Tuesday, 8 June 2010
_Totally forgot to do this last week, so here we are:
Until she was in her 50s, Louise Bourgeois, who has died aged 98 after a heart attack, was known to the New York glitterati merely as the charming French lady who appeared at private views on the arm of her American husband, the art historian Robert Goldwater. There had been a few decently received shows of Bourgeois's own work in the 1940s and early 50s, but then the abstract expressionists swept the decks clean.
Nothing could withstand the sheer artistic elan and commercial drive of Jackson Pollock, Mark Rothko and Willem de Kooning, and the backing of Clement Greenberg, a critic whose thumbs up or down meant life or death. It was not until the Museum of Modern Art (Moma) gave Bourgeois a retrospective in 1982, when she was already 70, that she at last took her place as queen of New York, one of the most inventive and disturbing sculptors of the century and, later, the first artist to to tackle a commission for a temporary work to command the vast spaces of the turbine hall of the new Tate Modern, in London.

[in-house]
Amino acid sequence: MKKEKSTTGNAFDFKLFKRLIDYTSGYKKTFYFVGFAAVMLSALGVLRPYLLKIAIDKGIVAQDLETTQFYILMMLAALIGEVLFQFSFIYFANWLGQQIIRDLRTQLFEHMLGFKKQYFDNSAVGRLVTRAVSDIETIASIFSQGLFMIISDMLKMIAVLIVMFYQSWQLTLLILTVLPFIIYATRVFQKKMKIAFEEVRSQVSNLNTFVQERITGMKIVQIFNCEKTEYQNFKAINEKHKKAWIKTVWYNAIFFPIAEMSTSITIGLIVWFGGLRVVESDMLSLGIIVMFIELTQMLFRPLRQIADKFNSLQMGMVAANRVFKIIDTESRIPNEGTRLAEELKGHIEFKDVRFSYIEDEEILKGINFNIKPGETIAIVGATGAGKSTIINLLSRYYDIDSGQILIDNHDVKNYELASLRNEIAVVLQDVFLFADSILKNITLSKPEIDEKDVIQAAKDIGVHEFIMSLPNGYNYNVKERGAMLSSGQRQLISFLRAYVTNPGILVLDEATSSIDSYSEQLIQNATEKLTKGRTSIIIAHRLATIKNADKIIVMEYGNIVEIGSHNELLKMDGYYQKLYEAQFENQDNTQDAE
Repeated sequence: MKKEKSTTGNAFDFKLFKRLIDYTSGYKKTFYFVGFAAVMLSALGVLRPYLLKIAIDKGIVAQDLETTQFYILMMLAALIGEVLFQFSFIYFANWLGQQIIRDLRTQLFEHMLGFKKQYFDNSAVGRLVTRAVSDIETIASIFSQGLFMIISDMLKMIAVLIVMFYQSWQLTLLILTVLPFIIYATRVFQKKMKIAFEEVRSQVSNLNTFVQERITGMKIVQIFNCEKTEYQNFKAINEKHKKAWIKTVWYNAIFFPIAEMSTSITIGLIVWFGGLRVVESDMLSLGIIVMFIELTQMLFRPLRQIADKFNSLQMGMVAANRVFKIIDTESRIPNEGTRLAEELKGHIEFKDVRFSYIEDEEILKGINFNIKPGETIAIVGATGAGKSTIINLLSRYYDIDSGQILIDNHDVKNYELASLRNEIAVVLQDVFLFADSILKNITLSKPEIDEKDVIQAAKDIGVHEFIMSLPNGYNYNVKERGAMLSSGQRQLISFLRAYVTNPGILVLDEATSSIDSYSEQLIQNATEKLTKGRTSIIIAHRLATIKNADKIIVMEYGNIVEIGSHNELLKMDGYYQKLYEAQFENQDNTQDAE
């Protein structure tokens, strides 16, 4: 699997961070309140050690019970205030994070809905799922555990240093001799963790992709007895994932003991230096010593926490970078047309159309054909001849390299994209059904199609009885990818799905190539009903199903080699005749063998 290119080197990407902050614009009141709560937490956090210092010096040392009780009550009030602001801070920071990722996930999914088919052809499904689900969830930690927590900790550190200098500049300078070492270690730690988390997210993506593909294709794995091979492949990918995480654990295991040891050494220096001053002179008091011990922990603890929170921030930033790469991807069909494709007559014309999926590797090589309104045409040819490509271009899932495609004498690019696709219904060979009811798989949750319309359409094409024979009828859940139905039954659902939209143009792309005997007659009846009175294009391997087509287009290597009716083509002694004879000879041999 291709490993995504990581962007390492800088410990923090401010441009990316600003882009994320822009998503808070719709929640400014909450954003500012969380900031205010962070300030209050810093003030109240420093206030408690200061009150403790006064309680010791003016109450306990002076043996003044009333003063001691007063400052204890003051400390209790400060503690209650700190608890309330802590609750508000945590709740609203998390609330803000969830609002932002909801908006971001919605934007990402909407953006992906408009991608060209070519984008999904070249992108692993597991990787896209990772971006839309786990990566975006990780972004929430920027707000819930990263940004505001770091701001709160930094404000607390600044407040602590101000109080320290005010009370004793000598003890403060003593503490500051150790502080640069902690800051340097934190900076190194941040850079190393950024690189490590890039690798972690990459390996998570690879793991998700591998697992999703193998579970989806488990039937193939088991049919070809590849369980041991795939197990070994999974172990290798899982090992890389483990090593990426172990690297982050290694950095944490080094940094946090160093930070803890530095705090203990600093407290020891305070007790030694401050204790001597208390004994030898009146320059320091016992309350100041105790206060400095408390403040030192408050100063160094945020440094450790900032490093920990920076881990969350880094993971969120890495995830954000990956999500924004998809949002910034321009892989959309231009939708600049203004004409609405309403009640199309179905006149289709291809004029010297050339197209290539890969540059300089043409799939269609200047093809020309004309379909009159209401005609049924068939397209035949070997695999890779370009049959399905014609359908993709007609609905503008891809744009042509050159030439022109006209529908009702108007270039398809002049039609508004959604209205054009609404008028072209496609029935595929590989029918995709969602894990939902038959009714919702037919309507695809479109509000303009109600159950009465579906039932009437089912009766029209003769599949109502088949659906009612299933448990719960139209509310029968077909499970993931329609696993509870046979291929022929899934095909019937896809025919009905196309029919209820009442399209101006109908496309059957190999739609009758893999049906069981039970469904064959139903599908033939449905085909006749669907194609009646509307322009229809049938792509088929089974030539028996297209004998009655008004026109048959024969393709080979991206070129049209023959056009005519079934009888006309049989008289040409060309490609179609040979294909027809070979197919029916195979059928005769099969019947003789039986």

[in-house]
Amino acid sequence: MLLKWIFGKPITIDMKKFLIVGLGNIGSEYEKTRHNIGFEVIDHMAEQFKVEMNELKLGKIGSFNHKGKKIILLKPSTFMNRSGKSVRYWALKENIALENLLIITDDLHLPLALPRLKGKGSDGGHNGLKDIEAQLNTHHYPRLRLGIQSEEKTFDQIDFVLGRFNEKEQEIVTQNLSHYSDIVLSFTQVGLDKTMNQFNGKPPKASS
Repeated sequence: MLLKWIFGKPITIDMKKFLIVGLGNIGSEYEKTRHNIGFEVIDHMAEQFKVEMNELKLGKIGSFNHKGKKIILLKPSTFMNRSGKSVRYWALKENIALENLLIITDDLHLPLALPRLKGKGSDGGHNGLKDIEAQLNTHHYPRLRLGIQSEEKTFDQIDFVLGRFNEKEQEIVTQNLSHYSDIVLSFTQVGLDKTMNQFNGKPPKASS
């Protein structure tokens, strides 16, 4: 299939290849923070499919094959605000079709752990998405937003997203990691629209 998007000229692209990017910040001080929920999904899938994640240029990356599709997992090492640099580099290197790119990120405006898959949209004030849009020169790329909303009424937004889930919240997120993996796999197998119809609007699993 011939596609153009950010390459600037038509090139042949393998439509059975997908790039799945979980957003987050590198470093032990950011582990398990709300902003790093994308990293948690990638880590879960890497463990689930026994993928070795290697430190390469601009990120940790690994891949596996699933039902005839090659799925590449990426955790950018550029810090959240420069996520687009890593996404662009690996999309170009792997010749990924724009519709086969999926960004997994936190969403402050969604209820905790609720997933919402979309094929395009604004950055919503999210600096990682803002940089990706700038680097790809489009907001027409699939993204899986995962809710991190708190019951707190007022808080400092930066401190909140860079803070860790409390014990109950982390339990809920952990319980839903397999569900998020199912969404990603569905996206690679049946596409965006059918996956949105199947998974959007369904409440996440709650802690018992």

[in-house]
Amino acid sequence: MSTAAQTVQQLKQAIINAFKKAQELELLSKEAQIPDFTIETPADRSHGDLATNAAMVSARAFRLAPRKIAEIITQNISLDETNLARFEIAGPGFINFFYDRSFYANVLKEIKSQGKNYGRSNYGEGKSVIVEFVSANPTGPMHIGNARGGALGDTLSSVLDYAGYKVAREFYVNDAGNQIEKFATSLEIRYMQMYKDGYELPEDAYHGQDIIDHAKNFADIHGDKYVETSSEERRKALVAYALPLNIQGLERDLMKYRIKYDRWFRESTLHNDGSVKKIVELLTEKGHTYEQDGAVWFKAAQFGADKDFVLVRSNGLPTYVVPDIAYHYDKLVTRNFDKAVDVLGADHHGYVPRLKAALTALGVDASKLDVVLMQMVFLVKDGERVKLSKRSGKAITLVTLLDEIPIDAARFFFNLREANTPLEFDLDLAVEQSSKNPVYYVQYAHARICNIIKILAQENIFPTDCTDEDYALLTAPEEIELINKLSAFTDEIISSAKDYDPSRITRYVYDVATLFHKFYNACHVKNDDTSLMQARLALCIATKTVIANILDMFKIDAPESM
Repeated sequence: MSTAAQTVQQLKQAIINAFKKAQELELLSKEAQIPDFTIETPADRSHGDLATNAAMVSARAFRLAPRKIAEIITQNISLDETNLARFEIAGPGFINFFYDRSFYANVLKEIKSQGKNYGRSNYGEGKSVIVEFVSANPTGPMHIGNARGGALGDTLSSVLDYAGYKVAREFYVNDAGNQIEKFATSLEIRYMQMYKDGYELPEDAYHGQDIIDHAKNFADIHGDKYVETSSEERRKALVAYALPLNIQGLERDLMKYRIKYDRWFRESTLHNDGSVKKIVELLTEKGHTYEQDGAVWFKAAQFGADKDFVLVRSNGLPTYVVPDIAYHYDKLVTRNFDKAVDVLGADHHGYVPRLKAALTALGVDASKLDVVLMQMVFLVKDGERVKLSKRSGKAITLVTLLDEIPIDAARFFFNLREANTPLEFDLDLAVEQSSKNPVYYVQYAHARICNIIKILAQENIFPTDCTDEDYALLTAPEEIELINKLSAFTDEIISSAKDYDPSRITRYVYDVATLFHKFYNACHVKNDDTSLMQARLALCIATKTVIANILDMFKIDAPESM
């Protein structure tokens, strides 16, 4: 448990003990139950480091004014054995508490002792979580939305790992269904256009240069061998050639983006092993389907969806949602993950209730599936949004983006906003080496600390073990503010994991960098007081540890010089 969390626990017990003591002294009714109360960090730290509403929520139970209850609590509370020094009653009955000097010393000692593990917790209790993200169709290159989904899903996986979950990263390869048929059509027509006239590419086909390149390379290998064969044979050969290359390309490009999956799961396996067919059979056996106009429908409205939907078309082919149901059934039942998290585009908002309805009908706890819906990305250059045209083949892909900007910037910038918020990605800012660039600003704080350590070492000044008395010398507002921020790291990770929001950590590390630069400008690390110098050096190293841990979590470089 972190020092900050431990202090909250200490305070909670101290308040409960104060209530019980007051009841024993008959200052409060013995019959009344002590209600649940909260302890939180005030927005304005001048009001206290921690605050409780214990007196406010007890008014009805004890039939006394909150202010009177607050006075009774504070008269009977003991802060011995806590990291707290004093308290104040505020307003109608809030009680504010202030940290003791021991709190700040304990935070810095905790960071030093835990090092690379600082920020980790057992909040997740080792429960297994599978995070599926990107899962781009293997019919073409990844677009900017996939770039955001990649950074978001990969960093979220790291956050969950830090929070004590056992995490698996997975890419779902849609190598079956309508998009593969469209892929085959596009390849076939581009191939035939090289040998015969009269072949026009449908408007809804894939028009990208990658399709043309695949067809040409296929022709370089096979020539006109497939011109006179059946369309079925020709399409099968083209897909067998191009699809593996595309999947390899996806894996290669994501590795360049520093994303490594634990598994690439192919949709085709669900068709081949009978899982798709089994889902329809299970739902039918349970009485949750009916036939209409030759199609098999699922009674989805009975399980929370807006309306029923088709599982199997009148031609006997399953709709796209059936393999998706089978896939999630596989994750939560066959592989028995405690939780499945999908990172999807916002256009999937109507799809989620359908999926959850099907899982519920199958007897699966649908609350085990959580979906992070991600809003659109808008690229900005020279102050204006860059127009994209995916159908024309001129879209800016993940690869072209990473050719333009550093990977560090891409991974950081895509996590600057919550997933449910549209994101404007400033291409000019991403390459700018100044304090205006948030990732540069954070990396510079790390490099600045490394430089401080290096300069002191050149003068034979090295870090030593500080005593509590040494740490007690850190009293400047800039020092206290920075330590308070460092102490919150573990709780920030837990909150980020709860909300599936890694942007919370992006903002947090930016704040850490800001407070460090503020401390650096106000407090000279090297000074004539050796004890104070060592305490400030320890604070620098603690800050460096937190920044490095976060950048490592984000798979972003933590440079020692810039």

Images: Robert MappleThorpe 1982
Posted by _RBPM at 08:48